DRIFTLESS - State Senator Kathleen Vinehout (D-Alma) and soon-to-be-declared candidate for Governor of Wisconsin spoke to a group of about 50 people on Sunday, April 8 at American Legion Taphouse #138 in Viroqua.
Vinehout describes her campaign plans as a process of ‘growing her vine,” reaching out to the many average citizens versus a few rich donors.
“My campaign will upend the way that priorities have been determined in our state in recent years, and put people first,” Vinehout said. “People will be at the center of state policymaking in my administration, both in financial allocations and in legislation.”
Vinehout expressed dismay and frustration with the legislative season in the state capitol that is just now wrapping up.
“Last week, legislators received 125 bills that were on our calendar less than one day in advance of when we would be expected to vote on them,” Vinehout recounted. “And in the last four years there has been a pattern to the kinds of legislation being put forward which has essentially been an attack on consumer, environmental and worker protections, and on local control.”
Vinehout told the group that her campaign will focus on what she sees as four key issues facing citizens of the state:
Fair funding for public schools that respects schools and teachers;
Helping and retaining the youth of our state through education incentives and free tuition for community and two-year colleges;
Providing broadband in all communities in the state, and ensuring that the companies that receive the contracts actually deliver the services;
Providing healthcare for all state residents through accepting the federal Medicare expansion dollars, expanding coverage to 80,000 additional state residents, and freeing up $286 million to be invested in community-based mental health and addiction-recovery programs.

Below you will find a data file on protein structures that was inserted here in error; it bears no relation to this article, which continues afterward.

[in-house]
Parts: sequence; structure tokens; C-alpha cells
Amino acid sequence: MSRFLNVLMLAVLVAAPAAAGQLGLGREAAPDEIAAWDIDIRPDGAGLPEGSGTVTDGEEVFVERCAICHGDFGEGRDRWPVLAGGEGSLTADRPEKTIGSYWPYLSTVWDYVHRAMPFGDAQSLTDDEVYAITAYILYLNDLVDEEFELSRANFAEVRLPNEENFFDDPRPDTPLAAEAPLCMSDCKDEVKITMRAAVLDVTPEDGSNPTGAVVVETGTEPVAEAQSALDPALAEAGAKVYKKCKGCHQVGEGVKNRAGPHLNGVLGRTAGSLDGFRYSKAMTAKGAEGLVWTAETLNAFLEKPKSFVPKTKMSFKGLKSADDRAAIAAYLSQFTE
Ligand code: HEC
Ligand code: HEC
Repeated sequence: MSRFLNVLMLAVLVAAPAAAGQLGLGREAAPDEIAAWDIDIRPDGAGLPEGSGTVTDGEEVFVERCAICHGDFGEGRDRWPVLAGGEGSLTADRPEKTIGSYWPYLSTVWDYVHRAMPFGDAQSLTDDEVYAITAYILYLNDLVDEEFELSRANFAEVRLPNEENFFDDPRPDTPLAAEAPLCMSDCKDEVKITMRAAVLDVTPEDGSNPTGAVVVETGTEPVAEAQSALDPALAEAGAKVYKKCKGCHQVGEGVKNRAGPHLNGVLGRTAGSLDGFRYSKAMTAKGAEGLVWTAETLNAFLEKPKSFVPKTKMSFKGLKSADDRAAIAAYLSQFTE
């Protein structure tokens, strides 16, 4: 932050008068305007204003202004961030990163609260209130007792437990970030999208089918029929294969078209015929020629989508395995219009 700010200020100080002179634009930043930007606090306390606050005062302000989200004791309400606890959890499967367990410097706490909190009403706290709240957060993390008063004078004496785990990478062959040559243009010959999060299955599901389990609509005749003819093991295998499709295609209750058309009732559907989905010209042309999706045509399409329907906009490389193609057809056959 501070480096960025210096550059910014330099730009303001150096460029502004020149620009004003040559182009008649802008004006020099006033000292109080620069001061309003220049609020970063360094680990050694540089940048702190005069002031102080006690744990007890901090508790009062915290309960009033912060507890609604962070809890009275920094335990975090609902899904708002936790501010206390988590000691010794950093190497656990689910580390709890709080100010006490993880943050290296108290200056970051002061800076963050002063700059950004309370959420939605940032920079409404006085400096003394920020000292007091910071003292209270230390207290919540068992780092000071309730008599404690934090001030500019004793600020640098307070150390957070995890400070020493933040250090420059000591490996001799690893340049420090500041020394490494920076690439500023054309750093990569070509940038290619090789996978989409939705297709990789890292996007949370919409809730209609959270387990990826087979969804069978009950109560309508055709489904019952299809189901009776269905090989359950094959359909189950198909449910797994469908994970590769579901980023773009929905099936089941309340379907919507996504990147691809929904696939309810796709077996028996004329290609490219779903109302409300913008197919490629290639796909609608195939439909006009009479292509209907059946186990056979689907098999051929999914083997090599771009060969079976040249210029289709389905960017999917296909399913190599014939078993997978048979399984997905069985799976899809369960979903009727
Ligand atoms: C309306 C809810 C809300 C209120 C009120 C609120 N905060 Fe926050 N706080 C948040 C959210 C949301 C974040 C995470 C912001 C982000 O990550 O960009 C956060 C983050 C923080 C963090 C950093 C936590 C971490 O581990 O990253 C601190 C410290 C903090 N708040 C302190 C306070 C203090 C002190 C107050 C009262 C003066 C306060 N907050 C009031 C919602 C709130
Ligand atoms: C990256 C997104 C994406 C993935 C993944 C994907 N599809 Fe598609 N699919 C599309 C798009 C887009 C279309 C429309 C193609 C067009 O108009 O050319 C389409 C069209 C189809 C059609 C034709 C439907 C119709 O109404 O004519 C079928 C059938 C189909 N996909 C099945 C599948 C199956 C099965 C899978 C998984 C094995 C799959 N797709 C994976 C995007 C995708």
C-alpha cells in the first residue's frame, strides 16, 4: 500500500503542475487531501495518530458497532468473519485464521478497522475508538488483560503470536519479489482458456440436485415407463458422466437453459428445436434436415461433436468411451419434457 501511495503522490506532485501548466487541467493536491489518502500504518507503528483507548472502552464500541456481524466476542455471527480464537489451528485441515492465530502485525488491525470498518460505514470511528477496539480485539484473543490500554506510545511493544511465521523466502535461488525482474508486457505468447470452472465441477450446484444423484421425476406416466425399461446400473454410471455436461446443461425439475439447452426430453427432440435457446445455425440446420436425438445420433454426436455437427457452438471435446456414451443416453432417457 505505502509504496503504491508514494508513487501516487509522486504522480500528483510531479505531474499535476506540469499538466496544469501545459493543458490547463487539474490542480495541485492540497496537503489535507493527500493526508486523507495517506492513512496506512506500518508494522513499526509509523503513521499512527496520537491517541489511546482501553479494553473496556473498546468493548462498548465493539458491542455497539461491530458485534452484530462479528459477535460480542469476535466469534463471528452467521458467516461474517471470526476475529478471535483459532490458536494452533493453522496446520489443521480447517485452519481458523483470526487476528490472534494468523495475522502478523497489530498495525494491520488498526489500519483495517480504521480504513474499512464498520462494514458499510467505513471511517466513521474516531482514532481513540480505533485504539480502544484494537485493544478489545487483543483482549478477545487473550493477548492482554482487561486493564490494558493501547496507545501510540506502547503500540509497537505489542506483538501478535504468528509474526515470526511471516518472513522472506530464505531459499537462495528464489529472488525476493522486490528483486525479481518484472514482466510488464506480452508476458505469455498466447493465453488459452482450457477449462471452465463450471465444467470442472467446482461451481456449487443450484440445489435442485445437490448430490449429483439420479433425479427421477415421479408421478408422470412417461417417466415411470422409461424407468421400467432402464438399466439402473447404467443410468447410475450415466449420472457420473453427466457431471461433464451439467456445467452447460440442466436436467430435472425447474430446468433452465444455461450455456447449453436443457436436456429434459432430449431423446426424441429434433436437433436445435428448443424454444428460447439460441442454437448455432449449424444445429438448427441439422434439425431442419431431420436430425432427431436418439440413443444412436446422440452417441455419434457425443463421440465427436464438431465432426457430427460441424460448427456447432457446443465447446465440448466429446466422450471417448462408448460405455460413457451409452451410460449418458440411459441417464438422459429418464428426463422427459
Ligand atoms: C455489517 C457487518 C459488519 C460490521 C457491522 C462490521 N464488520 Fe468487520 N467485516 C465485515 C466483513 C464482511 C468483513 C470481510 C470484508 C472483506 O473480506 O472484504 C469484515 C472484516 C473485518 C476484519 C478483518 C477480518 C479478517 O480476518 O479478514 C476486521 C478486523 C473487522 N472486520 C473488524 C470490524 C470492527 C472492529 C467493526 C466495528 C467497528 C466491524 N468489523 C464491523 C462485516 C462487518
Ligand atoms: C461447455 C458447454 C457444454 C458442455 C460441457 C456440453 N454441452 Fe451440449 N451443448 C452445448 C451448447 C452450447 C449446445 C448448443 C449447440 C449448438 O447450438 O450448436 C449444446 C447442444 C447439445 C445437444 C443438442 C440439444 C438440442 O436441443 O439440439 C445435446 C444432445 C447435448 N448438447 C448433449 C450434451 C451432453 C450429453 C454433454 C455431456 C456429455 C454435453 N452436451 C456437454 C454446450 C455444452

Vinehout contrasted her campaign from that of other Democratic Party hopefuls.
“My motivation to run comes from my personal experiences,” Vinehout explained. “I’m not from a privileged background – my Dad was a union laborer, and Mom was a nurse. We had healthcare, and we had Christmas because of the union.”
Vinehout told the group about how she paid her own way through college, and worked in the public health field, eventually going on to teach public health at the university level. Later, after marrying a dairy farmer, her family launched into running a dairy farm business which has been certified organic for the last 10 years.
“Like many farm families, my family suffered from lack of access to healthcare,” Vinehout said. “I want to fix that problem once and for all.”
Vinehout told the group that the first step in ‘growing the vine’ will be to gather the needed 2,000 signatures to get her name on the ballot for the Democratic primary election to be held on August 14, 2018.
The Vernon County Democratic Party, located in the Hotel Fortney on Main Street in Viroqua has candidate nomination papers available for all Democratic Party candidates seeking to appear on the primary election ballot. Signatures can begin to be gathered on April 15, and must be returned to the campaign by May 16.